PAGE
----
He says that “the pressure can go from 4 bars at the beginning of the extraction up to 14-16 bars when they finishing the espresso”. There are situations where you may want to vary the pressure profile, but, as we know, unplanned uneven pressure can create a bad espresso.
Pulling an espresso.
Professional-grade machines usually use either rotating or geared pumps. Ivan tells me that “rotating pumps are constant and stable. However, you have to adjust them based on their deterioration and as time passes.”
“Geared pumps are found in the best machines and they work together with rotating pumps but with independent control of pressure,” Ivan explains. “The pressure can be varied with manual changes or with programmable options that the barista sets depending on the extraction profile they desire. Some espresso machines incorporate both manual and programmable options.”
Professional pump machines often have three-way release valves to release pressure and allow multiple shots to be pulled in quick succession.
An espresso in the cup.
The advantage of a semi-automatic or automatic pump-driven machine is control with consistency. This is why high-end pump machines usually have multiple boilers. They allow the brewing water to be heated separately from that used to create steam. This allows better temperature control and reduces the chance of over-extraction.
Shaun tells me that “with more advanced temperature control you have individual boiler units where you’ve got an individual boiler for a grouphead as well as [ones for] your water and steam.”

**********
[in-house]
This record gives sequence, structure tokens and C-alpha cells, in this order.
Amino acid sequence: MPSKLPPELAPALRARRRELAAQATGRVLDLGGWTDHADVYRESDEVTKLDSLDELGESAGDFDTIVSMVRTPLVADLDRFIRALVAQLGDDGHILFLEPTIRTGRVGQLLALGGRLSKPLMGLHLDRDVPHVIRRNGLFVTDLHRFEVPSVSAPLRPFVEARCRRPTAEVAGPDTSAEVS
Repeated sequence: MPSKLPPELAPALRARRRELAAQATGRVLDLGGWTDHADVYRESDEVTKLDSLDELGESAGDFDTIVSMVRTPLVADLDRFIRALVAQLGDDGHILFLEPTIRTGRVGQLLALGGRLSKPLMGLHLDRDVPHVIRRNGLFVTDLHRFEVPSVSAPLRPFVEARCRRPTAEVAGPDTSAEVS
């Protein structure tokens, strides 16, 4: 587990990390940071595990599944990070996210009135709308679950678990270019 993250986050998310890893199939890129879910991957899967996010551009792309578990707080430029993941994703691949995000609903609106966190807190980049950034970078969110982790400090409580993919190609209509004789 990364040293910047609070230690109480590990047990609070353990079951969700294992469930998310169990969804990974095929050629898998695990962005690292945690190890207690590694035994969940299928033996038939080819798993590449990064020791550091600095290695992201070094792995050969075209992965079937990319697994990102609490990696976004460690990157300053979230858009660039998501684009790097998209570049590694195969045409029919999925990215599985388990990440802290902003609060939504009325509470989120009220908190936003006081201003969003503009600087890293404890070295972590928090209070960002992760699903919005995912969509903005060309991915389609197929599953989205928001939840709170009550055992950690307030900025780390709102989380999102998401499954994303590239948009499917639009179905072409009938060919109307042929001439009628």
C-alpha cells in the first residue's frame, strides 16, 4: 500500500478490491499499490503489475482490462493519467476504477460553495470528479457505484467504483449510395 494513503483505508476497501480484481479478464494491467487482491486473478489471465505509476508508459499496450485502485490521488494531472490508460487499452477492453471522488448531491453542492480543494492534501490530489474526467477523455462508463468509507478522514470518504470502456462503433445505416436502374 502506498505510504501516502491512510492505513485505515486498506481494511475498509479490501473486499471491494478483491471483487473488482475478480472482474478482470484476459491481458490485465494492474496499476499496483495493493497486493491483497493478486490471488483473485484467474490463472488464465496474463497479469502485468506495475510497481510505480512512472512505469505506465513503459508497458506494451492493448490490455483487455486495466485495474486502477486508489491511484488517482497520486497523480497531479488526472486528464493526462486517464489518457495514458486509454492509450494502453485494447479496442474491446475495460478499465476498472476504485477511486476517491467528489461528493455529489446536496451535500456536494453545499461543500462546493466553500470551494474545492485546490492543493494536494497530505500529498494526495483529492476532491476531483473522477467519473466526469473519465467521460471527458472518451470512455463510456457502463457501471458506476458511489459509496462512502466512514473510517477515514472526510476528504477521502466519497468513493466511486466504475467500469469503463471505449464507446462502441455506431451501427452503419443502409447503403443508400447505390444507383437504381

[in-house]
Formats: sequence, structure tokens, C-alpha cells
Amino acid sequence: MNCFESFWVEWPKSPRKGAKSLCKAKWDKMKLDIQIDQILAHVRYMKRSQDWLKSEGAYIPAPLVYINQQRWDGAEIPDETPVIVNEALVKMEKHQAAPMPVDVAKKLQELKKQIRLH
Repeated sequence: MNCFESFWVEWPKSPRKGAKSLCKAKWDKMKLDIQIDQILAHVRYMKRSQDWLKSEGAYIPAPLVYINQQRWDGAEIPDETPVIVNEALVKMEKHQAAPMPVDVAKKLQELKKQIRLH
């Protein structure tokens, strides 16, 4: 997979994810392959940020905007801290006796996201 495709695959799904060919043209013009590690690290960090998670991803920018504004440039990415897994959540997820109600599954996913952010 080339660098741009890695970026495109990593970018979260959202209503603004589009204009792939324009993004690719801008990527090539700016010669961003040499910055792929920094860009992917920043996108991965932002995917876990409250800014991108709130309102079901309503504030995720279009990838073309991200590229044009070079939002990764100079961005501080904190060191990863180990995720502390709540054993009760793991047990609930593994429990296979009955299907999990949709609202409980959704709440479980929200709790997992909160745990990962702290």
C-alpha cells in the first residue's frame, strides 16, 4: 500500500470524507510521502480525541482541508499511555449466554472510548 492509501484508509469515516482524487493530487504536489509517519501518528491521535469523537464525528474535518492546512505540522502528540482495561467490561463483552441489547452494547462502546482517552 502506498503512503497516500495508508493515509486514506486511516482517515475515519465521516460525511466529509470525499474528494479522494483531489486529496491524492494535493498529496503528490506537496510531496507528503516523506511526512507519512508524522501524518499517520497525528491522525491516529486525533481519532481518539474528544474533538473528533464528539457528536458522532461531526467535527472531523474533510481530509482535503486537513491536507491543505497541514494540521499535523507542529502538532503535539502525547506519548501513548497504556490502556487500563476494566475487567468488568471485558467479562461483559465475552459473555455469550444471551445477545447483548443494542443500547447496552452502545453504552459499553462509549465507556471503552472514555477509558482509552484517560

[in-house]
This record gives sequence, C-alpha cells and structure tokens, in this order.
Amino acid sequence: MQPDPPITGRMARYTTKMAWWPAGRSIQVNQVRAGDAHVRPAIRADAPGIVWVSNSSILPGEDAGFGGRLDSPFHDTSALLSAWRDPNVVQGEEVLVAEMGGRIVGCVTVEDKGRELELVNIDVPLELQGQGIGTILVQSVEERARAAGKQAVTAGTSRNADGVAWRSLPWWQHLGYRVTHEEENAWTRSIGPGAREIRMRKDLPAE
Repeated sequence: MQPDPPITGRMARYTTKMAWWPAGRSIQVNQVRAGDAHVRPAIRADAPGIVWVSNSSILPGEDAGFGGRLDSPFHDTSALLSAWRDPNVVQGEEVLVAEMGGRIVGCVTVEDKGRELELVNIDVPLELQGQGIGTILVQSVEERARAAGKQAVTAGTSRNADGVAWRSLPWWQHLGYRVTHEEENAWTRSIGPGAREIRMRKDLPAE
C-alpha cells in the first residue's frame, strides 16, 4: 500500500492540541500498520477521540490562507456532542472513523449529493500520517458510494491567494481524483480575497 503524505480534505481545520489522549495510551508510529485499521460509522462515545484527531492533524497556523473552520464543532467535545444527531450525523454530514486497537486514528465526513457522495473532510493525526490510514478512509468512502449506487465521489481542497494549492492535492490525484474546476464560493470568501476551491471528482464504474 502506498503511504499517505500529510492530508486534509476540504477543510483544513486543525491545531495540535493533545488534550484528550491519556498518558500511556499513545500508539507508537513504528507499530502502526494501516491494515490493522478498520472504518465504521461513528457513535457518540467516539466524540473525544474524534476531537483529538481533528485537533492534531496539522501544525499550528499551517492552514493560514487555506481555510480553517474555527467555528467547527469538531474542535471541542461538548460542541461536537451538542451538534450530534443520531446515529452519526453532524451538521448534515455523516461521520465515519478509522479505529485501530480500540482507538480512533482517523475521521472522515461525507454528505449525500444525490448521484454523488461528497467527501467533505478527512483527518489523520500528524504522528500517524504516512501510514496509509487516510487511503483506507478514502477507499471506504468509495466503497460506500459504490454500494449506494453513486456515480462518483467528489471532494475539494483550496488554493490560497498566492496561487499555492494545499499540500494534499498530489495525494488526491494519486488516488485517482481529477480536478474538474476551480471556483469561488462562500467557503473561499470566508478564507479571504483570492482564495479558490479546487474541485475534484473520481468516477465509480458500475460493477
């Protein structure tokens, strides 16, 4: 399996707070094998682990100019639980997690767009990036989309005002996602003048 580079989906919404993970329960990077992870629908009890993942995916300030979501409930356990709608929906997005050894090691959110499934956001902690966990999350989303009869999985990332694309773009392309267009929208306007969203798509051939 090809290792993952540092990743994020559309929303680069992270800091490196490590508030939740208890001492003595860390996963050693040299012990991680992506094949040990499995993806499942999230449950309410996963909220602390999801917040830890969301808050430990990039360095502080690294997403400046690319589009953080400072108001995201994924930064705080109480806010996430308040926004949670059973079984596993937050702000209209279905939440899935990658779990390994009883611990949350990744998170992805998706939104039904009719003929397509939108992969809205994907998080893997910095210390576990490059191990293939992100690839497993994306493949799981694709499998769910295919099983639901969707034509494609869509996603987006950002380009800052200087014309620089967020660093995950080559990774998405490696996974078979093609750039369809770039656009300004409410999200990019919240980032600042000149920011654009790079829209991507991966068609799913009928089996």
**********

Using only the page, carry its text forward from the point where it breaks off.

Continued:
But Ivan cautions that even with a high-quality machine, there will be some inconsistency. “There are some machines that are better than others, but don’t forget that these machines are created by us humans and we are not perfect, so there is no perfect espresso machine,” he says.
A barista station with red La Marzocco espresso machine. Credit: Gisselle Guerra
The Price of A Consistent Espresso
Semi-automatic and automatic pump-driven machines may provide a good balance of consistency and control over other options, but they can be expensive.
Shaun says that machines with multiple boilers “obviously come with a price point. It’s such a catchy situation from a barista’s perspective… budget plays a massive role in all of this.”
Pump-driven machines can vary widely in price, but by understanding the basic mechanisms you can make an informed choice. Are you paying for increased control and stability or just good looks?
Pulling an espresso. Credit: Neil Soque
There are pros and cons to each type of espresso machine. With differences in consistency, affordability, and practical considerations, the “best” machine is different for each person.
Developments in espresso machine technology are taking place all the time. New components, pneumatic systems, and computerised controls are being developed by manufacturers around the world.
It is easy to be seduced by a good-looking machine or high-tech features, but underneath the stylish shells there are some major differences. Before committing to a purchase, ask whether the machine really fits your needs.
Enjoyed this? Check out How to Clean & Maintain Your Espresso Machine
Written by Max Haydon.
Perfect Daily Grind